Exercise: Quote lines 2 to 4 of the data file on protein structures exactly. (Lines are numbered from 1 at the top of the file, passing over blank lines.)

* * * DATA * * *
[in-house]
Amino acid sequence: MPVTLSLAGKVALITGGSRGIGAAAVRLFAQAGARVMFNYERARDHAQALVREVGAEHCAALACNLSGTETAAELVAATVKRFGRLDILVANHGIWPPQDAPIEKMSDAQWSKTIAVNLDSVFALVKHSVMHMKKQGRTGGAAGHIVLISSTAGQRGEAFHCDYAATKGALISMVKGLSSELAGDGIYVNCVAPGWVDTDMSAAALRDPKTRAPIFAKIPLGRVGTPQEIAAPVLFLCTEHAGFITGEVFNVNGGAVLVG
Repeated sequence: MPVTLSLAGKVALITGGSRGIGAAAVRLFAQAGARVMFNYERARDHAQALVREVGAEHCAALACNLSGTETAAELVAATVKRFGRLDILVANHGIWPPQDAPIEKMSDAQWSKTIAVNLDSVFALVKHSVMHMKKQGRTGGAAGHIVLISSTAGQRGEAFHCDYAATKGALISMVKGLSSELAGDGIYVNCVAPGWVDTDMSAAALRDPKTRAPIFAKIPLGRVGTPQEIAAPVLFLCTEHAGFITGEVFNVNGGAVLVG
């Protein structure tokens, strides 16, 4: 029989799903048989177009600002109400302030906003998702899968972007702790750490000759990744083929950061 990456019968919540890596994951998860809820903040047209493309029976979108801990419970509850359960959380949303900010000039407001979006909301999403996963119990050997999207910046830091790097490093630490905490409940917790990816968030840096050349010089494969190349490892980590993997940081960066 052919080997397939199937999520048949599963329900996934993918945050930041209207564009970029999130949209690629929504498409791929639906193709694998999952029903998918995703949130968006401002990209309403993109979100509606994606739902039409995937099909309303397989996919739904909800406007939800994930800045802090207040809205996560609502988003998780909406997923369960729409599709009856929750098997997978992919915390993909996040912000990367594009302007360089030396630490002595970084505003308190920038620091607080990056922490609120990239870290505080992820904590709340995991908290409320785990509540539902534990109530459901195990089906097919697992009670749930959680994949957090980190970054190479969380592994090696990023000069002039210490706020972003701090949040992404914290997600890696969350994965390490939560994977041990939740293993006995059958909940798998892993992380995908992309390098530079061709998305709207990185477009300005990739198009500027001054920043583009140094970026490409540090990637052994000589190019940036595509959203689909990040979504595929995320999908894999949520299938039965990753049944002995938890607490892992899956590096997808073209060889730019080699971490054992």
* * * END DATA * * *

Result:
Amino acid sequence: MPVTLSLAGKVALITGGSRGIGAAAVRLFAQAGARVMFNYERARDHAQALVREVGAEHCAALACNLSGTETAAELVAATVKRFGRLDILVANHGIWPPQDAPIEKMSDAQWSKTIAVNLDSVFALVKHSVMHMKKQGRTGGAAGHIVLISSTAGQRGEAFHCDYAATKGALISMVKGLSSELAGDGIYVNCVAPGWVDTDMSAAALRDPKTRAPIFAKIPLGRVGTPQEIAAPVLFLCTEHAGFITGEVFNVNGGAVLVG
Repeated sequence: MPVTLSLAGKVALITGGSRGIGAAAVRLFAQAGARVMFNYERARDHAQALVREVGAEHCAALACNLSGTETAAELVAATVKRFGRLDILVANHGIWPPQDAPIEKMSDAQWSKTIAVNLDSVFALVKHSVMHMKKQGRTGGAAGHIVLISSTAGQRGEAFHCDYAATKGALISMVKGLSSELAGDGIYVNCVAPGWVDTDMSAAALRDPKTRAPIFAKIPLGRVGTPQEIAAPVLFLCTEHAGFITGEVFNVNGGAVLVG
């Protein structure tokens, strides 16, 4: 029989799903048989177009600002109400302030906003998702899968972007702790750490000759990744083929950061 990456019968919540890596994951998860809820903040047209493309029976979108801990419970509850359960959380949303900010000039407001979006909301999403996963119990050997999207910046830091790097490093630490905490409940917790990816968030840096050349010089494969190349490892980590993997940081960066 052919080997397939199937999520048949599963329900996934993918945050930041209207564009970029999130949209690629929504498409791929639906193709694998999952029903998918995703949130968006401002990209309403993109979100509606994606739902039409995937099909309303397989996919739904909800406007939800994930800045802090207040809205996560609502988003998780909406997923369960729409599709009856929750098997997978992919915390993909996040912000990367594009302007360089030396630490002595970084505003308190920038620091607080990056922490609120990239870290505080992820904590709340995991908290409320785990509540539902534990109530459901195990089906097919697992009670749930959680994949957090980190970054190479969380592994090696990023000069002039210490706020972003701090949040992404914290997600890696969350994965390490939560994977041990939740293993006995059958909940798998892993992380995908992309390098530079061709998305709207990185477009300005990739198009500027001054920043583009140094970026490409540090990637052994000589190019940036595509959203689909990040979504595929995320999908894999949520299938039965990753049944002995938890607490892992899956590096997808073209060889730019080699971490054992």